Building talent for organisations, large international banks, global corporate and leading mindset and organisational culture change are our key achievements. Geography-wise, our major work lies in Niger, Congo, Democratic Republic of the Congo, and Gabon. Concerning Niger, we are very proud to say that one of the operations we worked on has been able to get the highest score in employee engagement globally and it was a world record. We do not do one-offs, so when we talk about achievements, it is in the long-run. The way we work is that we sit down, understand the challenge with the leadership team, and then propose something that would work over a long-term horizon. We may in the future have other lines of products that we would be launching that could be events to generate awareness such as one-off seminars or workshops, but this is not our main modus operandi. We tend to accompany organisations over a long period of time.

So far, what are the Leadership Development/Change Management/Strategic HR Development initiatives carried out in Africa?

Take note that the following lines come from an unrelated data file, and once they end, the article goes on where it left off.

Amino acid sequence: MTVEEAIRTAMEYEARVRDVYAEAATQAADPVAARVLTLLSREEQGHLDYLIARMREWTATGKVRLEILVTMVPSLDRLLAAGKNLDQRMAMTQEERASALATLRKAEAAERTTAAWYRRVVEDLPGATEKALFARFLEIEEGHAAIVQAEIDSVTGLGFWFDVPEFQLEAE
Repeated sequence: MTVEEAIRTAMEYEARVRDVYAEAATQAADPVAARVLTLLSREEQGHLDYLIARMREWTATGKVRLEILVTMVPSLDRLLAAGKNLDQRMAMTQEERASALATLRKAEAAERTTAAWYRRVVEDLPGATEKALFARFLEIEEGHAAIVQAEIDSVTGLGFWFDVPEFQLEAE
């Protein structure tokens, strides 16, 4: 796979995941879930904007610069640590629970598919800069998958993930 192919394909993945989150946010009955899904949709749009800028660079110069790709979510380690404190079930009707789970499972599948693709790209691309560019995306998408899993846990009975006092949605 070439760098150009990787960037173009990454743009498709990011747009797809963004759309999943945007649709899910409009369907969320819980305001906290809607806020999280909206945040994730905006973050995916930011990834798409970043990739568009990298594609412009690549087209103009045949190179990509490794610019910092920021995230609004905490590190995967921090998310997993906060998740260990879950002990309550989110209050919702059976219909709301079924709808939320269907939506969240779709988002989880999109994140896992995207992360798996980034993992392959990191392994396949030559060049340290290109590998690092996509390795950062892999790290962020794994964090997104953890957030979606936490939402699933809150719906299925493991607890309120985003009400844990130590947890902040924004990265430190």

The biggest leadership development was with the client in Niger that I previously mentioned, an organisation which was on the brink of chaos and collapse, and for which we have been working with for slightly over four years now. We have helped them to rebuild trust in leadership, in management, revamp the whole human dynamics of the organisation, and reshape the organisational culture. We did it by working with different strategies during the first year such as teaching leadership management, raising awareness about what it means to work in a global environment, and finally, how to run a global organisation in the local context. I think that most important is to indoctrinate people in the language of truth and to show people how the world is changing — the loud and clear message is that we have left the world of hierarchy and are in a horizontal world. Another important thing is to let people discover that in today’s working world, they need to develop competencies that will keep them in employment. Individuals must bring their talents into the team and the team must, in turn, give recognition and synergise the members’ contributions to give wing to organisational capacities like speed of delivery, reaction time to market, and so on. It is up to individuals to manage their own career. I think that there is a big awakening that we managed to achieve with many of the people out there, and obviously, this has led to a learning culture. Organisational learning helps organisations to create a knowledge base, change the behaviour of people, and develop leaders who are more agile, practise innovation on a daily basis and find the right solutions to critical issues faced by their company. This new culture also builds a new sense of community that is not inward-looking but more outward focused, resulting in motivated people who perform at the highest level.